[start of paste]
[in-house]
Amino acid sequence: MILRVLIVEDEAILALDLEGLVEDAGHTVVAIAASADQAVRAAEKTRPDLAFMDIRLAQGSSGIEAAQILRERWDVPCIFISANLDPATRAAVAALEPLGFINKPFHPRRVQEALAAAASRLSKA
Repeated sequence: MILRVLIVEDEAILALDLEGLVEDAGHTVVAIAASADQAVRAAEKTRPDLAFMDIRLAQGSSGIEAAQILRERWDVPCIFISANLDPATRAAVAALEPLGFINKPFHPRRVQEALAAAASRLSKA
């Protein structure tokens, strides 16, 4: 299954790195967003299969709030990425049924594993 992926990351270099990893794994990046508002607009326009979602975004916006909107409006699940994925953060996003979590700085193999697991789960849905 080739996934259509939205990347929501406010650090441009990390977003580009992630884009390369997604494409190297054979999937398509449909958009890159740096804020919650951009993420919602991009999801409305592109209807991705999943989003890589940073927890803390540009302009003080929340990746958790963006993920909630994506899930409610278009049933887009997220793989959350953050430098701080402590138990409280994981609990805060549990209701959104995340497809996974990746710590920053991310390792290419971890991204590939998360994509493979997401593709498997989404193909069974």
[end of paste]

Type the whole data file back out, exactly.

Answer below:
[in-house]
Amino acid sequence: MILRVLIVEDEAILALDLEGLVEDAGHTVVAIAASADQAVRAAEKTRPDLAFMDIRLAQGSSGIEAAQILRERWDVPCIFISANLDPATRAAVAALEPLGFINKPFHPRRVQEALAAAASRLSKA
Repeated sequence: MILRVLIVEDEAILALDLEGLVEDAGHTVVAIAASADQAVRAAEKTRPDLAFMDIRLAQGSSGIEAAQILRERWDVPCIFISANLDPATRAAVAALEPLGFINKPFHPRRVQEALAAAASRLSKA
């Protein structure tokens, strides 16, 4: 299954790195967003299969709030990425049924594993 992926990351270099990893794994990046508002607009326009979602975004916006909107409006699940994925953060996003979590700085193999697991789960849905 080739996934259509939205990347929501406010650090441009990390977003580009992630884009390369997604494409190297054979999937398509449909958009890159740096804020919650951009993420919602991009999801409305592109209807991705999943989003890589940073927890803390540009302009003080929340990746958790963006993920909630994506899930409610278009049933887009997220793989959350953050430098701080402590138990409280994981609990805060549990209701959104995340497809996974990746710590920053991310390792290419971890991204590939998360994509493979997401593709498997989404193909069974």